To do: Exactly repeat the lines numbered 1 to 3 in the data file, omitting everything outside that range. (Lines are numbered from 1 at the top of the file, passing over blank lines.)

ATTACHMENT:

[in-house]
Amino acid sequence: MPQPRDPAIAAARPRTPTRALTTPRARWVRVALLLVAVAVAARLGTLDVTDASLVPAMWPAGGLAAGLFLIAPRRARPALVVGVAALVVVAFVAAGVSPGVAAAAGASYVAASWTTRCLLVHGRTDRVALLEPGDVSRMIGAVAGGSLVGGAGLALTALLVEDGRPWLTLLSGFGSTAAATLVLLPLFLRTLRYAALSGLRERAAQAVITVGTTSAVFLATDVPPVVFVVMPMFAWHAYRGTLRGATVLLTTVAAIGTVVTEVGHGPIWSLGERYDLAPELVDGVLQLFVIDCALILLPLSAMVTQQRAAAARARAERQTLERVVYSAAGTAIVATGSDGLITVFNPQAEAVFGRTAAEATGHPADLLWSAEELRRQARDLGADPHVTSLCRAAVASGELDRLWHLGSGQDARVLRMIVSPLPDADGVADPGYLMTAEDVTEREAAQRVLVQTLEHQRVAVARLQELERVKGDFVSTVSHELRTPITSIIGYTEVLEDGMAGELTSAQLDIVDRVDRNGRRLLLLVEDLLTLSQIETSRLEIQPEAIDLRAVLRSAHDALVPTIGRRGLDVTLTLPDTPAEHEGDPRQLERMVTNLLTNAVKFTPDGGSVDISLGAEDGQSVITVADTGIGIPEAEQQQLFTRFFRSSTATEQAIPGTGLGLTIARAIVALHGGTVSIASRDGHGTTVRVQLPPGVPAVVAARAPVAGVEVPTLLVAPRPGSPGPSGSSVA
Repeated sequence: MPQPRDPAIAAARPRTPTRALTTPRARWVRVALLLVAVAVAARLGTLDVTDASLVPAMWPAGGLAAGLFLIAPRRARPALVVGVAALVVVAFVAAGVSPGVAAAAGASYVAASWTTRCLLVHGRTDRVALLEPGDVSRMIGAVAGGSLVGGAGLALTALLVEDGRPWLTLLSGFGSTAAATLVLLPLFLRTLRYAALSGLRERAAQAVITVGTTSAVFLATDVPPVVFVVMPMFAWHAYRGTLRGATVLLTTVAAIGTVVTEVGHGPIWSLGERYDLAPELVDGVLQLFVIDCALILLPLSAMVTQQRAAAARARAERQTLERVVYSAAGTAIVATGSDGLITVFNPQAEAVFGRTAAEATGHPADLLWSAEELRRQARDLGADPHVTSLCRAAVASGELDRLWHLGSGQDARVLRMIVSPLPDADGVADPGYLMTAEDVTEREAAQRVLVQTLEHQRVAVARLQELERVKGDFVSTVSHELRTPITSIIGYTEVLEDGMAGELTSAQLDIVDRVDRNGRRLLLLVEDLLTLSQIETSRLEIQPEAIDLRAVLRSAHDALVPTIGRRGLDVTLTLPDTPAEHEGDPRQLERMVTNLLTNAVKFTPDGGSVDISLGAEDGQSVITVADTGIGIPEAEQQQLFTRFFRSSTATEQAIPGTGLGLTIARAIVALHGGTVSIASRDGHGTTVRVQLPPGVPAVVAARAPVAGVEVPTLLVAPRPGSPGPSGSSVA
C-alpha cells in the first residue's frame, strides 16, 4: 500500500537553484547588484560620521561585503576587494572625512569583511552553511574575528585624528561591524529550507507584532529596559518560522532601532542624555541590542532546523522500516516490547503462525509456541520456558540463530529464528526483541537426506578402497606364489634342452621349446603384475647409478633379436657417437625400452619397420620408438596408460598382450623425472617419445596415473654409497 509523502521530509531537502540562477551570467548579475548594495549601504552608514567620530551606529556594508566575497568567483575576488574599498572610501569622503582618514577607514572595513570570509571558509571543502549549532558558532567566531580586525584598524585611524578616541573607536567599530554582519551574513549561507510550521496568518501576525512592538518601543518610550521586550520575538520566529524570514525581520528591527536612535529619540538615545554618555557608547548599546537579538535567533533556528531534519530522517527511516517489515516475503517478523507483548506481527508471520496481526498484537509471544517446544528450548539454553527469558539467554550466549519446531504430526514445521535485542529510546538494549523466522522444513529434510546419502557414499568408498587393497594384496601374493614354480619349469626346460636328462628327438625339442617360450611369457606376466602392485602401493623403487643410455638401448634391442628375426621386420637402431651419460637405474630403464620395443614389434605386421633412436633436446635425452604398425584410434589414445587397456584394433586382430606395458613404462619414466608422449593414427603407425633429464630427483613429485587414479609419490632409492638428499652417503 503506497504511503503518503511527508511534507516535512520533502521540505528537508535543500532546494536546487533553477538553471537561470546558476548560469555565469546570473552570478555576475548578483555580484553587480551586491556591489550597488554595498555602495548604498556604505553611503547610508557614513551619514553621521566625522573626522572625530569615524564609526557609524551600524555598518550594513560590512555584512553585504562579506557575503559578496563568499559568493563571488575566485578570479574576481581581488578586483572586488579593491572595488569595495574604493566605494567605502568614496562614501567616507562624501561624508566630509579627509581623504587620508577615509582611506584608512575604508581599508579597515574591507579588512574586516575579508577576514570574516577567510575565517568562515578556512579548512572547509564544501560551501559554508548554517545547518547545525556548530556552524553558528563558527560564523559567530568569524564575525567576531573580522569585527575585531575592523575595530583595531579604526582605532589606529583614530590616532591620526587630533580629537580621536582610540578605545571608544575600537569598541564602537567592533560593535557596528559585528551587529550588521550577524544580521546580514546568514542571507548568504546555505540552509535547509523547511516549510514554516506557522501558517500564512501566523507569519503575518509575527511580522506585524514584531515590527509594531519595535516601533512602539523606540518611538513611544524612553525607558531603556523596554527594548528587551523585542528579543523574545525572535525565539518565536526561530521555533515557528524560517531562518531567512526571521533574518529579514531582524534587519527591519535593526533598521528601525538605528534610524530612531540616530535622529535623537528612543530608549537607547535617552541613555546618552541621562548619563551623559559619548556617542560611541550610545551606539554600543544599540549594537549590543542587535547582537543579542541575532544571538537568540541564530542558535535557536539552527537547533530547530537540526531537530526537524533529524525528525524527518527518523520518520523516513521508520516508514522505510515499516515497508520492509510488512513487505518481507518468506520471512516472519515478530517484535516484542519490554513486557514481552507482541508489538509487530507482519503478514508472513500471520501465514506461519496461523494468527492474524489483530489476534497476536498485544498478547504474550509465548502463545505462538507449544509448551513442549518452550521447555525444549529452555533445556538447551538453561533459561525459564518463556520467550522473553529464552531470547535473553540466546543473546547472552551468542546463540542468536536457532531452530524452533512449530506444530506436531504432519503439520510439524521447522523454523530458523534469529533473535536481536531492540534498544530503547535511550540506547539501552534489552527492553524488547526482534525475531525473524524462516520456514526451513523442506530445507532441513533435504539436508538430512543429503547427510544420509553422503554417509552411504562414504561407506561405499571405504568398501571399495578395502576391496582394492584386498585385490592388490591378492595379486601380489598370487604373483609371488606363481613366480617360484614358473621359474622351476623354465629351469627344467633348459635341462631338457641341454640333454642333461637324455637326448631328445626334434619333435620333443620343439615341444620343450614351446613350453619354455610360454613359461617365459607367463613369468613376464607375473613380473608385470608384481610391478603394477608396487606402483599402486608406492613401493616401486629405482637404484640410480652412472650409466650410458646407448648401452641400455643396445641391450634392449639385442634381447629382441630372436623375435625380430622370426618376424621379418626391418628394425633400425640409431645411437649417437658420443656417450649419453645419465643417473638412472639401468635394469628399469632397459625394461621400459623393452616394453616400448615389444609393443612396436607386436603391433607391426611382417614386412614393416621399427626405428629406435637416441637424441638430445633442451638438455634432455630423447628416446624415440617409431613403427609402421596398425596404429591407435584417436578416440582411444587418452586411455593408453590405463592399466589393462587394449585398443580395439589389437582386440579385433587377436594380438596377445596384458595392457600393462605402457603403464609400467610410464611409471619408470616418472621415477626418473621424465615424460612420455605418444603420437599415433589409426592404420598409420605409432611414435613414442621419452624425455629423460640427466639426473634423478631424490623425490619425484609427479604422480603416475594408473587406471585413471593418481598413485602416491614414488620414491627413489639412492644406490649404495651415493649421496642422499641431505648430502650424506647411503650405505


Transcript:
[in-house]
Amino acid sequence: MPQPRDPAIAAARPRTPTRALTTPRARWVRVALLLVAVAVAARLGTLDVTDASLVPAMWPAGGLAAGLFLIAPRRARPALVVGVAALVVVAFVAAGVSPGVAAAAGASYVAASWTTRCLLVHGRTDRVALLEPGDVSRMIGAVAGGSLVGGAGLALTALLVEDGRPWLTLLSGFGSTAAATLVLLPLFLRTLRYAALSGLRERAAQAVITVGTTSAVFLATDVPPVVFVVMPMFAWHAYRGTLRGATVLLTTVAAIGTVVTEVGHGPIWSLGERYDLAPELVDGVLQLFVIDCALILLPLSAMVTQQRAAAARARAERQTLERVVYSAAGTAIVATGSDGLITVFNPQAEAVFGRTAAEATGHPADLLWSAEELRRQARDLGADPHVTSLCRAAVASGELDRLWHLGSGQDARVLRMIVSPLPDADGVADPGYLMTAEDVTEREAAQRVLVQTLEHQRVAVARLQELERVKGDFVSTVSHELRTPITSIIGYTEVLEDGMAGELTSAQLDIVDRVDRNGRRLLLLVEDLLTLSQIETSRLEIQPEAIDLRAVLRSAHDALVPTIGRRGLDVTLTLPDTPAEHEGDPRQLERMVTNLLTNAVKFTPDGGSVDISLGAEDGQSVITVADTGIGIPEAEQQQLFTRFFRSSTATEQAIPGTGLGLTIARAIVALHGGTVSIASRDGHGTTVRVQLPPGVPAVVAARAPVAGVEVPTLLVAPRPGSPGPSGSSVA
Repeated sequence: MPQPRDPAIAAARPRTPTRALTTPRARWVRVALLLVAVAVAARLGTLDVTDASLVPAMWPAGGLAAGLFLIAPRRARPALVVGVAALVVVAFVAAGVSPGVAAAAGASYVAASWTTRCLLVHGRTDRVALLEPGDVSRMIGAVAGGSLVGGAGLALTALLVEDGRPWLTLLSGFGSTAAATLVLLPLFLRTLRYAALSGLRERAAQAVITVGTTSAVFLATDVPPVVFVVMPMFAWHAYRGTLRGATVLLTTVAAIGTVVTEVGHGPIWSLGERYDLAPELVDGVLQLFVIDCALILLPLSAMVTQQRAAAARARAERQTLERVVYSAAGTAIVATGSDGLITVFNPQAEAVFGRTAAEATGHPADLLWSAEELRRQARDLGADPHVTSLCRAAVASGELDRLWHLGSGQDARVLRMIVSPLPDADGVADPGYLMTAEDVTEREAAQRVLVQTLEHQRVAVARLQELERVKGDFVSTVSHELRTPITSIIGYTEVLEDGMAGELTSAQLDIVDRVDRNGRRLLLLVEDLLTLSQIETSRLEIQPEAIDLRAVLRSAHDALVPTIGRRGLDVTLTLPDTPAEHEGDPRQLERMVTNLLTNAVKFTPDGGSVDISLGAEDGQSVITVADTGIGIPEAEQQQLFTRFFRSSTATEQAIPGTGLGLTIARAIVALHGGTVSIASRDGHGTTVRVQLPPGVPAVVAARAPVAGVEVPTLLVAPRPGSPGPSGSSVA